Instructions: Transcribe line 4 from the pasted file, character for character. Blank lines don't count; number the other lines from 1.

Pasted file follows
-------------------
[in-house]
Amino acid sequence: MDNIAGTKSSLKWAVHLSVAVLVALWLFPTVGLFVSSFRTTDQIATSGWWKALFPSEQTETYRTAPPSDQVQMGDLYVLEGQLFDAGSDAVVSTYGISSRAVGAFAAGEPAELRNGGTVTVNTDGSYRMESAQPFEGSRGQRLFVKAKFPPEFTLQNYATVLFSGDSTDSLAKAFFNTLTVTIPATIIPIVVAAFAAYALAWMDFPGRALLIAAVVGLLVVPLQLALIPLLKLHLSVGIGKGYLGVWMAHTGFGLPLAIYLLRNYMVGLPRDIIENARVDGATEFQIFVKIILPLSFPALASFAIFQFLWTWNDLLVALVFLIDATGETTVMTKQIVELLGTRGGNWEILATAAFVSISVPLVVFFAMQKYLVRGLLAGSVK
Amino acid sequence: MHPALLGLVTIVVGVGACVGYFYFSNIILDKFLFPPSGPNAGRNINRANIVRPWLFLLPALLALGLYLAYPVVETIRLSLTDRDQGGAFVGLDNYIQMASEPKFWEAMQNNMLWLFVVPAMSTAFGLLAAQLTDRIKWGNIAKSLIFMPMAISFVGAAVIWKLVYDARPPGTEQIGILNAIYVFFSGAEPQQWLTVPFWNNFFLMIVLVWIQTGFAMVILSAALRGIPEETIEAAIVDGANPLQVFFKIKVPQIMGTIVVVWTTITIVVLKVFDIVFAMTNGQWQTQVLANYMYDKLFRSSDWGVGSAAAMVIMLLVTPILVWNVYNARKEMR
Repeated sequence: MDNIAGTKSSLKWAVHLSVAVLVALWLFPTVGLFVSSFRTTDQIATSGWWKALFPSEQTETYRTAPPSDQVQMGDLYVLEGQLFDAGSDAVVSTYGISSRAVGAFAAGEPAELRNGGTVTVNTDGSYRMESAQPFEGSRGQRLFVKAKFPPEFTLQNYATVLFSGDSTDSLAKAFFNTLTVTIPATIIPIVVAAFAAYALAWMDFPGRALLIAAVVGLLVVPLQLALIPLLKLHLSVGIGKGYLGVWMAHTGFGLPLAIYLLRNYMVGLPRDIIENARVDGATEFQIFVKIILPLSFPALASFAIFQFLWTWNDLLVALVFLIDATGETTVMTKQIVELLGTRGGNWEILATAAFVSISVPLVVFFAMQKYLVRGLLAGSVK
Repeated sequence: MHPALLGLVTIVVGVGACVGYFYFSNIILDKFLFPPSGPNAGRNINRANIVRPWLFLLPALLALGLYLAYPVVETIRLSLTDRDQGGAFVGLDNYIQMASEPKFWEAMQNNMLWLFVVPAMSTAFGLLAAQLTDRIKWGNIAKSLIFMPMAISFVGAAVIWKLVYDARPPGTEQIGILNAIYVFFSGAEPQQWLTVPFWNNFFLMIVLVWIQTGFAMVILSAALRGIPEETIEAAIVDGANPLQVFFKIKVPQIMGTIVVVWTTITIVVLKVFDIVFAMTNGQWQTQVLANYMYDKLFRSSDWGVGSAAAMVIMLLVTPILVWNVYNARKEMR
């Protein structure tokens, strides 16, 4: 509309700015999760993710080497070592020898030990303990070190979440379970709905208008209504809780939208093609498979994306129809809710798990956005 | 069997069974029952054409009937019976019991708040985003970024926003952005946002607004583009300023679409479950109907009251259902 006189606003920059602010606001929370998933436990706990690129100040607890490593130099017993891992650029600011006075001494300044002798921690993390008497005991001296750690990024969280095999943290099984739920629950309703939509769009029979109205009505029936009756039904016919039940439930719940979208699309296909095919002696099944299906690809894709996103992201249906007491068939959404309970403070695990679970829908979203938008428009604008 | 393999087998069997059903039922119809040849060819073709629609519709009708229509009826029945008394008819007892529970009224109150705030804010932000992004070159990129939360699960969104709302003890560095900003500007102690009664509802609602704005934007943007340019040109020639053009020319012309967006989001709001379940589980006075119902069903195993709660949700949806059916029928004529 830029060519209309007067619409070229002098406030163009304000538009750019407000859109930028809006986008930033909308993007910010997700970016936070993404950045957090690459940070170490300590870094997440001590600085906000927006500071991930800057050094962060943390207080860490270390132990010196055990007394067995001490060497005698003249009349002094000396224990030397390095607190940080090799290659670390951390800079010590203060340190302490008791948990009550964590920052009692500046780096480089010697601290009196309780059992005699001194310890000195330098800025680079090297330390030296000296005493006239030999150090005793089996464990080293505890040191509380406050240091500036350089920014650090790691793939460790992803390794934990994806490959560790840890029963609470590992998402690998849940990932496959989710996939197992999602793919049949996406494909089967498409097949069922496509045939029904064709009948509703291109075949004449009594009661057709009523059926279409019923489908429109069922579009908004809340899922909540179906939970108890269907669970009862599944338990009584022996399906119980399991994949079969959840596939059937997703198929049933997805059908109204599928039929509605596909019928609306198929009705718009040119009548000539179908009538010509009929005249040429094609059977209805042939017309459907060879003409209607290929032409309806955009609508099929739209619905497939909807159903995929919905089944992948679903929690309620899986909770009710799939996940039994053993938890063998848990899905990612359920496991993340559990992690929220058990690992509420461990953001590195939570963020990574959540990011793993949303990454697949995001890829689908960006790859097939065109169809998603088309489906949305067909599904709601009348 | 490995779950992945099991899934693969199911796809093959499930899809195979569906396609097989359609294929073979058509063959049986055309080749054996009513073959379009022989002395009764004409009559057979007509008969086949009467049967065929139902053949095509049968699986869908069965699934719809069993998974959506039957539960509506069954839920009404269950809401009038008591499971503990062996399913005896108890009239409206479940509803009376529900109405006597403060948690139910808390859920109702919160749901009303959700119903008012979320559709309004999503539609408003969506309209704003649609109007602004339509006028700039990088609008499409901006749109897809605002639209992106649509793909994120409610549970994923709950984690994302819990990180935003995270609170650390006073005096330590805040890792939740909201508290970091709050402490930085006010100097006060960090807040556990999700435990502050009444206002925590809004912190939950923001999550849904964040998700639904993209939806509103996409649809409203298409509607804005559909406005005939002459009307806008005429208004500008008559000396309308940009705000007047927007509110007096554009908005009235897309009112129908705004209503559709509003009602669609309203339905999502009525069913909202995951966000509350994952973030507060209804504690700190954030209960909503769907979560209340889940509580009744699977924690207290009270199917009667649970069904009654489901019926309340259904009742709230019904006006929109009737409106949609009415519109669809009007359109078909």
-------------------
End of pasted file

Repeated sequence: MDNIAGTKSSLKWAVHLSVAVLVALWLFPTVGLFVSSFRTTDQIATSGWWKALFPSEQTETYRTAPPSDQVQMGDLYVLEGQLFDAGSDAVVSTYGISSRAVGAFAAGEPAELRNGGTVTVNTDGSYRMESAQPFEGSRGQRLFVKAKFPPEFTLQNYATVLFSGDSTDSLAKAFFNTLTVTIPATIIPIVVAAFAAYALAWMDFPGRALLIAAVVGLLVVPLQLALIPLLKLHLSVGIGKGYLGVWMAHTGFGLPLAIYLLRNYMVGLPRDIIENARVDGATEFQIFVKIILPLSFPALASFAIFQFLWTWNDLLVALVFLIDATGETTVMTKQIVELLGTRGGNWEILATAAFVSISVPLVVFFAMQKYLVRGLLAGSVK